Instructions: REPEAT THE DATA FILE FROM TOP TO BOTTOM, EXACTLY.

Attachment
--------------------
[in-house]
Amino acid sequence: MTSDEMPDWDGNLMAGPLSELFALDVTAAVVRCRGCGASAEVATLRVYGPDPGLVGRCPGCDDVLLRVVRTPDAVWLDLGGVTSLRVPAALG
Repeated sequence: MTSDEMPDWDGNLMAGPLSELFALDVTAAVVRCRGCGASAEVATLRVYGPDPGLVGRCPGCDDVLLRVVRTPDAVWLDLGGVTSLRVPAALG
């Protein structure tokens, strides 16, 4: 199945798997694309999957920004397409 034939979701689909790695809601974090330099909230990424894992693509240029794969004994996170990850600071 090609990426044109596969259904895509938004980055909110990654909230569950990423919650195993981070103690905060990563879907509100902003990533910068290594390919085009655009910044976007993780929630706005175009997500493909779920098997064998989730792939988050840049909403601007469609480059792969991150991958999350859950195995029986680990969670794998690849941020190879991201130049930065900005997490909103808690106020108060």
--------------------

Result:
[in-house]
Amino acid sequence: MTSDEMPDWDGNLMAGPLSELFALDVTAAVVRCRGCGASAEVATLRVYGPDPGLVGRCPGCDDVLLRVVRTPDAVWLDLGGVTSLRVPAALG
Repeated sequence: MTSDEMPDWDGNLMAGPLSELFALDVTAAVVRCRGCGASAEVATLRVYGPDPGLVGRCPGCDDVLLRVVRTPDAVWLDLGGVTSLRVPAALG
């Protein structure tokens, strides 16, 4: 199945798997694309999957920004397409 034939979701689909790695809601974090330099909230990424894992693509240029794969004994996170990850600071 090609990426044109596969259904895509938004980055909110990654909230569950990423919650195993981070103690905060990563879907509100902003990533910068290594390919085009655009910044976007993780929630706005175009997500493909779920098997064998989730792939988050840049909403601007469609480059792969991150991958999350859950195995029986680990969670794998690849941020190879991201130049930065900005997490909103808690106020108060």